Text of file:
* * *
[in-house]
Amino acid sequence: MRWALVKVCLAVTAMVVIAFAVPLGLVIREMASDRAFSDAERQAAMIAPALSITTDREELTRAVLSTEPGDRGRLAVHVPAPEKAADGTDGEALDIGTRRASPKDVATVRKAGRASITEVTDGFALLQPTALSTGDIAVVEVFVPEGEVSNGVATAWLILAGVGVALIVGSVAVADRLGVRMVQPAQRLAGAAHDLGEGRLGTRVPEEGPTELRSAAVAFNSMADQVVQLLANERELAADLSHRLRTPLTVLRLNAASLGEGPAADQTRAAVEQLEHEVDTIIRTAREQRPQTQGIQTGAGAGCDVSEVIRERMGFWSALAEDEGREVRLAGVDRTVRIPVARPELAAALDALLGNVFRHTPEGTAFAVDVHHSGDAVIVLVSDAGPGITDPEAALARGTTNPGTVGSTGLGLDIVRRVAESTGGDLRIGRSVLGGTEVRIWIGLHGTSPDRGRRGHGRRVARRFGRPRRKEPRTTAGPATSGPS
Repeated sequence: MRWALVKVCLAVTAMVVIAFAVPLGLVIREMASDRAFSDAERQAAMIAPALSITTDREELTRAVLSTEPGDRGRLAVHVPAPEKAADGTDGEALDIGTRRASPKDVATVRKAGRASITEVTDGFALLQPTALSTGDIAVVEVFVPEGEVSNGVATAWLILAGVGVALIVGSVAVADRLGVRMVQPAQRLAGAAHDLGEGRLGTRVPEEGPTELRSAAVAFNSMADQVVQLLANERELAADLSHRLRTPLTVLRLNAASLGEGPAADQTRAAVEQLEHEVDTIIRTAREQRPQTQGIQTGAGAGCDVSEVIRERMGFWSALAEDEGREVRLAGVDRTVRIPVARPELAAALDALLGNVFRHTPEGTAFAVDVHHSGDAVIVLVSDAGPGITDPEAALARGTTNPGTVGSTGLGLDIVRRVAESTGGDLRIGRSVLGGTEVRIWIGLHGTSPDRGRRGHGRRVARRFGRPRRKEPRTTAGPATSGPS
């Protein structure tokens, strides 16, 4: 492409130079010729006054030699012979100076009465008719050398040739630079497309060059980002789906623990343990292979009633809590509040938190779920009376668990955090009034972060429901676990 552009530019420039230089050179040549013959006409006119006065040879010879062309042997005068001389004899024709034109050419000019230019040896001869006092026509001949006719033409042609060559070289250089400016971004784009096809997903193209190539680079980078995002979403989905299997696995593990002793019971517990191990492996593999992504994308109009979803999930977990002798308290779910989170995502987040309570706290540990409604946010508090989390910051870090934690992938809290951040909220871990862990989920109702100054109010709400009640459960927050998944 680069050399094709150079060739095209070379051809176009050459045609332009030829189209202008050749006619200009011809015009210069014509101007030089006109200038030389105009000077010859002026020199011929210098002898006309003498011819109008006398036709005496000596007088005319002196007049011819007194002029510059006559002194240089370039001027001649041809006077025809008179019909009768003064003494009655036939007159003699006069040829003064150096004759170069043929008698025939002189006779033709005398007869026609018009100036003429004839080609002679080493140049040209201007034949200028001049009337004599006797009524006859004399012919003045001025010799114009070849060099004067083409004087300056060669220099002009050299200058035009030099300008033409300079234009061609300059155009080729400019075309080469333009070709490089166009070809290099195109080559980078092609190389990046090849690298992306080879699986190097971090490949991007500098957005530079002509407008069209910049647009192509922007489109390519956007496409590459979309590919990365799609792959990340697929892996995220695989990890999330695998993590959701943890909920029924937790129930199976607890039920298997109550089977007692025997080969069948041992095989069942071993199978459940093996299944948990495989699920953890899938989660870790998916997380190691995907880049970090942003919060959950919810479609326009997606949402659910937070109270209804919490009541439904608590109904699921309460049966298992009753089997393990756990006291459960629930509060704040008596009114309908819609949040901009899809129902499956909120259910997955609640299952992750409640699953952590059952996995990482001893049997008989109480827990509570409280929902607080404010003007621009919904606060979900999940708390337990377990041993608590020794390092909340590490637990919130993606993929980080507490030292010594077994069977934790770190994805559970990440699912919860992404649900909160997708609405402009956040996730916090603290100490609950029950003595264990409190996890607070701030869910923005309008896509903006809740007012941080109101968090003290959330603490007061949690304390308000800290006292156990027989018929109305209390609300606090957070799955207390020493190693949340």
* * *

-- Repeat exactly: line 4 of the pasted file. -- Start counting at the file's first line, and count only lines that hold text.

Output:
């Protein structure tokens, strides 16, 4: 492409130079010729006054030699012979100076009465008719050398040739630079497309060059980002789906623990343990292979009633809590509040938190779920009376668990955090009034972060429901676990 552009530019420039230089050179040549013959006409006119006065040879010879062309042997005068001389004899024709034109050419000019230019040896001869006092026509001949006719033409042609060559070289250089400016971004784009096809997903193209190539680079980078995002979403989905299997696995593990002793019971517990191990492996593999992504994308109009979803999930977990002798308290779910989170995502987040309570706290540990409604946010508090989390910051870090934690992938809290951040909220871990862990989920109702100054109010709400009640459960927050998944 680069050399094709150079060739095209070379051809176009050459045609332009030829189209202008050749006619200009011809015009210069014509101007030089006109200038030389105009000077010859002026020199011929210098002898006309003498011819109008006398036709005496000596007088005319002196007049011819007194002029510059006559002194240089370039001027001649041809006077025809008179019909009768003064003494009655036939007159003699006069040829003064150096004759170069043929008698025939002189006779033709005398007869026609018009100036003429004839080609002679080493140049040209201007034949200028001049009337004599006797009524006859004399012919003045001025010799114009070849060099004067083409004087300056060669220099002009050299200058035009030099300008033409300079234009061609300059155009080729400019075309080469333009070709490089166009070809290099195109080559980078092609190389990046090849690298992306080879699986190097971090490949991007500098957005530079002509407008069209910049647009192509922007489109390519956007496409590459979309590919990365799609792959990340697929892996995220695989990890999330695998993590959701943890909920029924937790129930199976607890039920298997109550089977007692025997080969069948041992095989069942071993199978459940093996299944948990495989699920953890899938989660870790998916997380190691995907880049970090942003919060959950919810479609326009997606949402659910937070109270209804919490009541439904608590109904699921309460049966298992009753089997393990756990006291459960629930509060704040008596009114309908819609949040901009899809129902499956909120259910997955609640299952992750409640699953952590059952996995990482001893049997008989109480827990509570409280929902607080404010003007621009919904606060979900999940708390337990377990041993608590020794390092909340590490637990919130993606993929980080507490030292010594077994069977934790770190994805559970990440699912919860992404649900909160997708609405402009956040996730916090603290100490609950029950003595264990409190996890607070701030869910923005309008896509903006809740007012941080109101968090003290959330603490007061949690304390308000800290006292156990027989018929109305209390609300606090957070799955207390020493190693949340």